Fellowship named after Woodrow Wilson could be next
Johns Hopkins University is taking steps to scrub the name of a Maryland slave owner’s wife from a professorship program to advance the university’s DEI “values,” campus officials said this month.
Based on a recommendation by the university’s Name Review Board, officials plan to “de-name” the Caroline Donovan Professorship in English Literature and create a new professorship to address the “harm associated with the original funding,” the university news center reports.
Caroline Donovan, whose husband, Joseph S. Donovan, owned and sold thousands of slaves, donated $100,000 to Johns Hopkins for the professorship in 1889 after her husband died and she inherited his fortune, according to the board’s investigation.
“The committee reviewed archival records and documents and determined that Caroline Donovan’s conduct and views, enacted and expressed without acknowledgement of wrongdoing or repair, and the use of funds linked to the domestic slave trade run counter to the institution’s values,” including its “unwavering commitment to diversity, equity, and inclusion,” the university stated.
However, because Donovan attached legal restrictions to her gift, including the requirement that her name be used, university officials said they cannot change the name without a court order. They recently filed a petition with Baltimore Circuit Court seeking permission to do so, according to the university.
Mark Christian Thompson, chair of the Department of English, said he supports the decision.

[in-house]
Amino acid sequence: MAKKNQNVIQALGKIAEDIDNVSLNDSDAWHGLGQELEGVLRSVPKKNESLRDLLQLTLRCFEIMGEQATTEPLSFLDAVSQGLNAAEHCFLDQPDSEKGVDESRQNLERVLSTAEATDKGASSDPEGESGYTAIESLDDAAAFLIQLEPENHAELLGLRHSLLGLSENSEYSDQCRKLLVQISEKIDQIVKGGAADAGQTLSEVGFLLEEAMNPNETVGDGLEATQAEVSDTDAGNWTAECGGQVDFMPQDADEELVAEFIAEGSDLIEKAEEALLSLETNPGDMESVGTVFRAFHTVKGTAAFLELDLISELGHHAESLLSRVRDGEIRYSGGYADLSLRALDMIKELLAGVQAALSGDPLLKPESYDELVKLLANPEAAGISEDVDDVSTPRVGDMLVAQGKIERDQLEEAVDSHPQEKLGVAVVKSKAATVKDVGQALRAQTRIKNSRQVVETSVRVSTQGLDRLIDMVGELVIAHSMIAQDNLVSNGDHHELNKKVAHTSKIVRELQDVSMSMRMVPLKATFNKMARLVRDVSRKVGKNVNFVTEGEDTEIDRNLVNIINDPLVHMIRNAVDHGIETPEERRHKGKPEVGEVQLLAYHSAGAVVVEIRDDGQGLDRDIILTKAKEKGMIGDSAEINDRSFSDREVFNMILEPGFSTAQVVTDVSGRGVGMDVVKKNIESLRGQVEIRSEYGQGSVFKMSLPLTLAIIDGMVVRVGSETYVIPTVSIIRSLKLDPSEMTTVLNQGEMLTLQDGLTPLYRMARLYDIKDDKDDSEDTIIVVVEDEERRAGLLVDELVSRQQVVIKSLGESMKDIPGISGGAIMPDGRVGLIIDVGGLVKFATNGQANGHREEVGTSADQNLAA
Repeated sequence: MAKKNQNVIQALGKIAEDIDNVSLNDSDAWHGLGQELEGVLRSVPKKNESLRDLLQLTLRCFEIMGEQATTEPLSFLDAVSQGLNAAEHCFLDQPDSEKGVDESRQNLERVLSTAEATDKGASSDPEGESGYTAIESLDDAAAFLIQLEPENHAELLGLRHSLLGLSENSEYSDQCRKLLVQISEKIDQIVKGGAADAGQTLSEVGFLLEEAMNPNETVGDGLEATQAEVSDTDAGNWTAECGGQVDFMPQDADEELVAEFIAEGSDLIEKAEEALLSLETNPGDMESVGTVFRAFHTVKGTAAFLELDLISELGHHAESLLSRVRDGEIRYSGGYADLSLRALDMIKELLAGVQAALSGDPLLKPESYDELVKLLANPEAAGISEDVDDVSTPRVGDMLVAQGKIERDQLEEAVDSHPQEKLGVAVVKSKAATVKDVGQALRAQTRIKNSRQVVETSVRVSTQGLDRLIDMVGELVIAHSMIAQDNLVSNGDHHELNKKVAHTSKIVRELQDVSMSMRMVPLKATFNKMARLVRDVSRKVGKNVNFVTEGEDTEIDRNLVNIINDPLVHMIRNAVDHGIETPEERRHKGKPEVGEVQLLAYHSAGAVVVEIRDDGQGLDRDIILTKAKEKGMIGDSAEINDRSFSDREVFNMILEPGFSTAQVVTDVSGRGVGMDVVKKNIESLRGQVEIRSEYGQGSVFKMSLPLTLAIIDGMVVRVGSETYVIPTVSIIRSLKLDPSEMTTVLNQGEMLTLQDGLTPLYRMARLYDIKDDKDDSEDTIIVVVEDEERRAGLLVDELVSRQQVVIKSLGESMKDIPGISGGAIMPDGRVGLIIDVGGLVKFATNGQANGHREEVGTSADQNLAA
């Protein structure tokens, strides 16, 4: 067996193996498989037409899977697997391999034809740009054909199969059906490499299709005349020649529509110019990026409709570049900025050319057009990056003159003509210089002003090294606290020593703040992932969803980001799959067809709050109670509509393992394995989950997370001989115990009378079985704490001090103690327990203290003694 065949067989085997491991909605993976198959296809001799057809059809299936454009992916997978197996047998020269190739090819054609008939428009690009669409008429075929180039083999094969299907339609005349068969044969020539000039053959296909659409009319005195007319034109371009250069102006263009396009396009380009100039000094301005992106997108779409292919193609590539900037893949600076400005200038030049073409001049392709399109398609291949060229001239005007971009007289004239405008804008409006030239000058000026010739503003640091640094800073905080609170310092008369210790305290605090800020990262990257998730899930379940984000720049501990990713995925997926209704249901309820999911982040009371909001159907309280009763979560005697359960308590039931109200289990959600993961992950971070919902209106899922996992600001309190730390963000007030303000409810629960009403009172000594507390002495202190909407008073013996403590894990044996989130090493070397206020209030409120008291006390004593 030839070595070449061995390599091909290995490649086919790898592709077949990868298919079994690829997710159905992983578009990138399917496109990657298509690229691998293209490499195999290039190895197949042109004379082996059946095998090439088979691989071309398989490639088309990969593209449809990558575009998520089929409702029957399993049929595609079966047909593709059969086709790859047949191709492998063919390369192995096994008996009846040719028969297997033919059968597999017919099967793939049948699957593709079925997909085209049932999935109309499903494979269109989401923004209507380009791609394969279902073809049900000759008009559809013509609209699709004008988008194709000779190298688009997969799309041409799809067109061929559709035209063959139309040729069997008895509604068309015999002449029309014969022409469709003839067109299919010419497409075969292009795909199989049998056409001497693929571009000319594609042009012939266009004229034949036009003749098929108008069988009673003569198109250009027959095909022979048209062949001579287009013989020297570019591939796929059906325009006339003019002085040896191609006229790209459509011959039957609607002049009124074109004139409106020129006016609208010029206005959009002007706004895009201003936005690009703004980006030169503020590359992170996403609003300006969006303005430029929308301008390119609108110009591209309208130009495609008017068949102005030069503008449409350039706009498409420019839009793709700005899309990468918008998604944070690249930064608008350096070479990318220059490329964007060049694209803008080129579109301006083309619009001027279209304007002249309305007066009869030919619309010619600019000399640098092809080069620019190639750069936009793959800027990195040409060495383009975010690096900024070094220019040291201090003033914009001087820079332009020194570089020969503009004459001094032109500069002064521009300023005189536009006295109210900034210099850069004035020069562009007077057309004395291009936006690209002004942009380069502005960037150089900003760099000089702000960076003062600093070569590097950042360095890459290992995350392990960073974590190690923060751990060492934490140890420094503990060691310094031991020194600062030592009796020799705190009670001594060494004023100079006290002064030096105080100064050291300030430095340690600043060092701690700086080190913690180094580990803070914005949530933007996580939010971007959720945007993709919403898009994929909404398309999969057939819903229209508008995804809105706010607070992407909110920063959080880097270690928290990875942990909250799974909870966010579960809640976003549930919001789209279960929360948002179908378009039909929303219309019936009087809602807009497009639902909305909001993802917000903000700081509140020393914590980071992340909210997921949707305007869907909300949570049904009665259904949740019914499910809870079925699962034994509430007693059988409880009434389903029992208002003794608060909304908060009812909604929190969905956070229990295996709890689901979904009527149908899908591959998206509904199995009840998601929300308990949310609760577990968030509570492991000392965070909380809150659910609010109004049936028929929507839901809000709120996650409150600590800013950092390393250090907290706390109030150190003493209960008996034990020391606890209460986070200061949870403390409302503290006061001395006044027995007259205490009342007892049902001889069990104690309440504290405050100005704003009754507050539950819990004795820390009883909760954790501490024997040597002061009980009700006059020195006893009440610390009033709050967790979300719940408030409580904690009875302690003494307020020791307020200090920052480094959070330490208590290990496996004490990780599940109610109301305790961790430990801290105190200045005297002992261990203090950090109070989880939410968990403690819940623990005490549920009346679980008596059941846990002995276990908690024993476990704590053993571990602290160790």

“The renaming of the Caroline Donovan Professorship presents an important opportunity to take purposeful action in addressing historical iniquity,” Thompson said in a statement. “We look forward to continued cooperation with our partners as we rethink this professorship’s meaning in the spirit of the university’s wider commitments to humanistic research and respectful scholarly engagement.”
The “de-naming” recommendation is the first action by the university’s Name Review Board. The board is also considering removing President Woodrow Wilson’s name from a fellowship and changing the name of its Gildersleeve Professorship in Classics.
The board, which formed in 2021, considers requests to rename or de-name buildings, monuments, artwork, or programs “whose legacies may now be considered antithetical to the institution’s values,” according to the university.
Notably, in 2020, the university said its namesake also was a slave owner, according to The Baltimore Sun. The Name Review Board website does not mention if Hopkins’ name is among its current considerations.
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